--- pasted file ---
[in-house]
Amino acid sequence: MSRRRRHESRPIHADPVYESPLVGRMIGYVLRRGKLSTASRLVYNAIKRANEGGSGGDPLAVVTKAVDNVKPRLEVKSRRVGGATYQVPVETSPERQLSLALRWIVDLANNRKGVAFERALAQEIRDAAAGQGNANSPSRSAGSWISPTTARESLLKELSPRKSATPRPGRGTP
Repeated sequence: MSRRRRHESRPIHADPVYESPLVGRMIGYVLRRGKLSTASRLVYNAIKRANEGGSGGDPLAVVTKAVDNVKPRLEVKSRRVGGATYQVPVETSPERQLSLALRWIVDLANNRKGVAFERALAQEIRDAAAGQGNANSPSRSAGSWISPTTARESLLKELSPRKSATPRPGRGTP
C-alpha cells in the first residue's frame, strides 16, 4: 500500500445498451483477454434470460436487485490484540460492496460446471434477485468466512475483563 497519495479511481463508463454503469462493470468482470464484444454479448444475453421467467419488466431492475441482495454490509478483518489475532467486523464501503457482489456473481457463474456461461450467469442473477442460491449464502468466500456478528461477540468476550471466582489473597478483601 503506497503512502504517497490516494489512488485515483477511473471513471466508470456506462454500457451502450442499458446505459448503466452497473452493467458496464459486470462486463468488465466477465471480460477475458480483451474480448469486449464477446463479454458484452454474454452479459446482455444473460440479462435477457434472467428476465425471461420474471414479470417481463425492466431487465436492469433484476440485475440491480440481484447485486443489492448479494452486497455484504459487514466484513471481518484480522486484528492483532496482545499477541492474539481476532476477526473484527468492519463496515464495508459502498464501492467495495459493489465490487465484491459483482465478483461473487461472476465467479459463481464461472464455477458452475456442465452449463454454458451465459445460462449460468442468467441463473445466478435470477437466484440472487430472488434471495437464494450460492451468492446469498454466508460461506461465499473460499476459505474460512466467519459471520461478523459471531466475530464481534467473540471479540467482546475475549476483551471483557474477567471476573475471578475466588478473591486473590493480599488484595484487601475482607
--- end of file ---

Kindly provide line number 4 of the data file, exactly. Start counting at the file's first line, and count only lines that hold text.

C-alpha cells in the first residue's frame, strides 16, 4: 500500500445498451483477454434470460436487485490484540460492496460446471434477485468466512475483563 497519495479511481463508463454503469462493470468482470464484444454479448444475453421467467419488466431492475441482495454490509478483518489475532467486523464501503457482489456473481457463474456461461450467469442473477442460491449464502468466500456478528461477540468476550471466582489473597478483601 503506497503512502504517497490516494489512488485515483477511473471513471466508470456506462454500457451502450442499458446505459448503466452497473452493467458496464459486470462486463468488465466477465471480460477475458480483451474480448469486449464477446463479454458484452454474454452479459446482455444473460440479462435477457434472467428476465425471461420474471414479470417481463425492466431487465436492469433484476440485475440491480440481484447485486443489492448479494452486497455484504459487514466484513471481518484480522486484528492483532496482545499477541492474539481476532476477526473484527468492519463496515464495508459502498464501492467495495459493489465490487465484491459483482465478483461473487461472476465467479459463481464461472464455477458452475456442465452449463454454458451465459445460462449460468442468467441463473445466478435470477437466484440472487430472488434471495437464494450460492451468492446469498454466508460461506461465499473460499476459505474460512466467519459471520461478523459471531466475530464481534467473540471479540467482546475475549476483551471483557474477567471476573475471578475466588478473591486473590493480599488484595484487601475482607